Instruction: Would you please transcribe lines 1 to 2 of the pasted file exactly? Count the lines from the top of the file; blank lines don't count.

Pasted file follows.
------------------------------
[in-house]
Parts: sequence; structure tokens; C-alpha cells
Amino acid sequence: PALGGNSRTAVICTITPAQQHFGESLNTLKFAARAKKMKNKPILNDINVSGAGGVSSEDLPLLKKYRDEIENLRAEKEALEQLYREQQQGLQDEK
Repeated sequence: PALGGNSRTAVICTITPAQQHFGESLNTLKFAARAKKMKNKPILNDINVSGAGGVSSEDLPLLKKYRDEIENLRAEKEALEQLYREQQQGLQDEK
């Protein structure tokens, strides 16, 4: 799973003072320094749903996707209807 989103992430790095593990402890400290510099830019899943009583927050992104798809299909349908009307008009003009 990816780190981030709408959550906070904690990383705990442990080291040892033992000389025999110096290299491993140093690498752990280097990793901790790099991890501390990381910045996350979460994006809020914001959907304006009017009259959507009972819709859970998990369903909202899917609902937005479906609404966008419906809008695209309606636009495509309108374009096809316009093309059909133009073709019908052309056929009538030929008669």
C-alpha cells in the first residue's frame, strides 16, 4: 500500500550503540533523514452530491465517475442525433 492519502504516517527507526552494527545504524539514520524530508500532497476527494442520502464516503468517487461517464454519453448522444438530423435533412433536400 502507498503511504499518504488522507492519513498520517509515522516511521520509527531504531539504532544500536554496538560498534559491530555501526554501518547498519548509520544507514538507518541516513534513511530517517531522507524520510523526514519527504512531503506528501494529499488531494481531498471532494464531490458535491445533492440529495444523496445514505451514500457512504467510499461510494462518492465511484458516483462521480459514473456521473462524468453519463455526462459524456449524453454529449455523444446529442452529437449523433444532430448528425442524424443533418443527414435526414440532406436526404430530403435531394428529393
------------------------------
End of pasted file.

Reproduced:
[in-house]
Parts: sequence; structure tokens; C-alpha cells